Chapter 6: The United States grant system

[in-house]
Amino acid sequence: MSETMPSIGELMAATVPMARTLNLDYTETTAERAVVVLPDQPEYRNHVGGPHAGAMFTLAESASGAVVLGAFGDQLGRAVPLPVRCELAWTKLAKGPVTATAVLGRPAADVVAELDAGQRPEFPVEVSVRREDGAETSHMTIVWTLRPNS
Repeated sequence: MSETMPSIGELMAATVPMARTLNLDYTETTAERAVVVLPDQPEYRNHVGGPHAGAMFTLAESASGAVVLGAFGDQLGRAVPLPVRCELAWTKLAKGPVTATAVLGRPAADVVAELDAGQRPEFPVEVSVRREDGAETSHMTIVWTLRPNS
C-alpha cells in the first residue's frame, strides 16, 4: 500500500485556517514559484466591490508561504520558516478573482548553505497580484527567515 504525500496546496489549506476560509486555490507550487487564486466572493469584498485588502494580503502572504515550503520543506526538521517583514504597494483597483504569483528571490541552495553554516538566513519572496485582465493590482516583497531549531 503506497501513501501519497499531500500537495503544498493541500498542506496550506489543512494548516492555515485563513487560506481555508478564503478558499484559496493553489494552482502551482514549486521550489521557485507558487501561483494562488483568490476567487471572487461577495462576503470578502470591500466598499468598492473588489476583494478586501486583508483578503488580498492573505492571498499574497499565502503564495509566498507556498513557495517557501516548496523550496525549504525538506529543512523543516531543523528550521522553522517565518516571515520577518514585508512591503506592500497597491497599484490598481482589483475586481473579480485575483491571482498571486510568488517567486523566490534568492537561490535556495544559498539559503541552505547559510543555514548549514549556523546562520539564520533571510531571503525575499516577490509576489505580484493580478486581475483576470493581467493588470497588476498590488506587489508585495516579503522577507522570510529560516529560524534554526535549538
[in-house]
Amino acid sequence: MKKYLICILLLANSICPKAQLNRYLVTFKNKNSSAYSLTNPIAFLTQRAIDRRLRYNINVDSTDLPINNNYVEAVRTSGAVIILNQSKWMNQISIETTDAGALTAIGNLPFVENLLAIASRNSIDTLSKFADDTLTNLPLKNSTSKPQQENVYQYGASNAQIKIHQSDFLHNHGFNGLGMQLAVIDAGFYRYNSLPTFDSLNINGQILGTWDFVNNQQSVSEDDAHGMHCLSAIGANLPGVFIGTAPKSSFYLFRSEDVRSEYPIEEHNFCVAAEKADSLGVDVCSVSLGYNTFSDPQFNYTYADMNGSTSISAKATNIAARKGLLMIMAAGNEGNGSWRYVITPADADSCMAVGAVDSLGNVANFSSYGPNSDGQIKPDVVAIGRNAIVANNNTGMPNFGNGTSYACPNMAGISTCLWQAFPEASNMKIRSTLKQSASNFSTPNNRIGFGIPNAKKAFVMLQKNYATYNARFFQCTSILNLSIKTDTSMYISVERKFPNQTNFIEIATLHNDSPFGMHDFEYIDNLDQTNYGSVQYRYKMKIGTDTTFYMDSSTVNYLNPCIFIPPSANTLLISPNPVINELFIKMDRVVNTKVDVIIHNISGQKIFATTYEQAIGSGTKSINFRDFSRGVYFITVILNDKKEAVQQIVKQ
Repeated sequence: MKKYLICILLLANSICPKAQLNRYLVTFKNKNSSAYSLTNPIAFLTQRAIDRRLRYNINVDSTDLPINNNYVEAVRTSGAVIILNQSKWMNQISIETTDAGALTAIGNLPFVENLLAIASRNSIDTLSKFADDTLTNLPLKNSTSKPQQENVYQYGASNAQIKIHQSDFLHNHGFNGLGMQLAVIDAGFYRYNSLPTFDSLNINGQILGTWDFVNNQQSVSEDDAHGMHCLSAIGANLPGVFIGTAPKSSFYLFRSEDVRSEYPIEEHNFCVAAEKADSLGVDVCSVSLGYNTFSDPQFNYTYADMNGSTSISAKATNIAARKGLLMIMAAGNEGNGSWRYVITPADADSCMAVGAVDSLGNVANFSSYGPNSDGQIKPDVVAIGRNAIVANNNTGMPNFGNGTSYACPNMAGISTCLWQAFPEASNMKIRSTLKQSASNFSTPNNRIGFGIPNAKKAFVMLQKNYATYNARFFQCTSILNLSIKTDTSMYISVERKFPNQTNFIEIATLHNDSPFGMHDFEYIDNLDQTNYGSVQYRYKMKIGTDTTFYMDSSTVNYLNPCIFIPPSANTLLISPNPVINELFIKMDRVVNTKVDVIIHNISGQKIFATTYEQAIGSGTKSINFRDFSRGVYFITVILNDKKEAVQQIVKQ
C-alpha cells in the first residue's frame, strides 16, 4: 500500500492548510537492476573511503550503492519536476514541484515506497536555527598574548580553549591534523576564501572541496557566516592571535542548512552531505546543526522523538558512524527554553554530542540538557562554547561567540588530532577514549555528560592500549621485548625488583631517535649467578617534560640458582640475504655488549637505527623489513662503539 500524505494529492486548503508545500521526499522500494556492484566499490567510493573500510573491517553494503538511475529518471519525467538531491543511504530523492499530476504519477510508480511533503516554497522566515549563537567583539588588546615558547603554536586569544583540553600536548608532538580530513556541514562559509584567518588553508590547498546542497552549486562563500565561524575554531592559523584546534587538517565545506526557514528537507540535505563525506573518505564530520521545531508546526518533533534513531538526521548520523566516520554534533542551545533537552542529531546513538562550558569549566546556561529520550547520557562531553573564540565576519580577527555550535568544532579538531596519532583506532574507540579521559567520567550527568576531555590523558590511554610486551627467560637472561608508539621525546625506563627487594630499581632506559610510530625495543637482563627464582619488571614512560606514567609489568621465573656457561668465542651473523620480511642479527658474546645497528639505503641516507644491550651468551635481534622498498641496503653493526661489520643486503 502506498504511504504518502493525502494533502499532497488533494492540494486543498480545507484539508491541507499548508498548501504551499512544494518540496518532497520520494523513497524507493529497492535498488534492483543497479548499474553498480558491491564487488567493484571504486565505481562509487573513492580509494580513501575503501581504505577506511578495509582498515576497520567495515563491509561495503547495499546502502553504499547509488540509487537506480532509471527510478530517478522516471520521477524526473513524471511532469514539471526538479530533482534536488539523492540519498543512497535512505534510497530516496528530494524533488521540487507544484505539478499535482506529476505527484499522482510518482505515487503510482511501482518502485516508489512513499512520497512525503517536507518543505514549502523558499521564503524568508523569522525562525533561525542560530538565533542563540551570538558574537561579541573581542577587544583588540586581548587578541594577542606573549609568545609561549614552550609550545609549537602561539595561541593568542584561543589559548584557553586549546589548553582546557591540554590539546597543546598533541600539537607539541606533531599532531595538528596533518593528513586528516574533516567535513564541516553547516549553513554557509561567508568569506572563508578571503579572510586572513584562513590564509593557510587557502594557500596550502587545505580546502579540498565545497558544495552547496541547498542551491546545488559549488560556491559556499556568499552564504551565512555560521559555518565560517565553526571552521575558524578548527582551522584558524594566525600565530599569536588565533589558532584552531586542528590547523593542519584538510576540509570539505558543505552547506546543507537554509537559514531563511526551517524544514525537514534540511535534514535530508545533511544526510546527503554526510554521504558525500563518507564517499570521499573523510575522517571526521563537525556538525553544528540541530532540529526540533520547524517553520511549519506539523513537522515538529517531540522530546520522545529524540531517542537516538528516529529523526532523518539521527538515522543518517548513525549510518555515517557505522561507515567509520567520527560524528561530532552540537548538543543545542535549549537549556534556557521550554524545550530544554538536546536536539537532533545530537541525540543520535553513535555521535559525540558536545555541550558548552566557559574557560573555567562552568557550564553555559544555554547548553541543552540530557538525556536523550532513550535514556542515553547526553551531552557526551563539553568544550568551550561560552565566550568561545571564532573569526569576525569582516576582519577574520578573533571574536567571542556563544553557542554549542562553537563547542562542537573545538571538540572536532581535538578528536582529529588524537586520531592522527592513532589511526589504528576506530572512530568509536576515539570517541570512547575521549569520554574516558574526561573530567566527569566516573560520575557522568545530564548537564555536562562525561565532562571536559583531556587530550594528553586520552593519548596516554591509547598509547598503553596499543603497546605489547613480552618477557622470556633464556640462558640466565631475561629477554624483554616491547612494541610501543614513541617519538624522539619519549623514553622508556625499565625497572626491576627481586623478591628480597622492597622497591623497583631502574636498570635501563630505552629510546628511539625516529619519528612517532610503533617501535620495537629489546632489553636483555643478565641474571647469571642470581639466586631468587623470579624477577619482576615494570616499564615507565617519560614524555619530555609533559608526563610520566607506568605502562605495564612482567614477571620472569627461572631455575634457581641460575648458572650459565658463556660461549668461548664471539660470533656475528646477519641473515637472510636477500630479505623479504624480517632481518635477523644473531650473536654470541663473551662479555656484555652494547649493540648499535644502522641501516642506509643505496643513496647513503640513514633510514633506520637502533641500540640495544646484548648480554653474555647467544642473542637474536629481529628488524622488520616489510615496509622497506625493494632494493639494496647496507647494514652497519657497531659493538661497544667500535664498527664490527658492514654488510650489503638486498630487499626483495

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Federal grants to states and localities comprised 17 per cent of all federal spending in 2017, and 33 per cent of state general revenues. The share of funds that ultimately go to individuals, mainly for healthcare, has increased, while the share for capital expenditures has diminished sharply. Unlike most federalist countries, the US does not use untied grants for fiscal equalization. Instead, the US relies on categorical grants, with income-related matching and maintenance of effort requirements, to incentivize states and their localities to provide certain merit goods to the poor, and to enhance capital stocks. Interstate differences in redistribution remain substantial. Education funding is primarily a local responsibility, but almost half of revenues come from state aid. The equalizing effect of state aid has increased over time. Intergovernmental grants are important tools of countercyclical fiscal policy. Overall, grants are roughly additive to own revenues, though displacement or supplementation varies by grant type.

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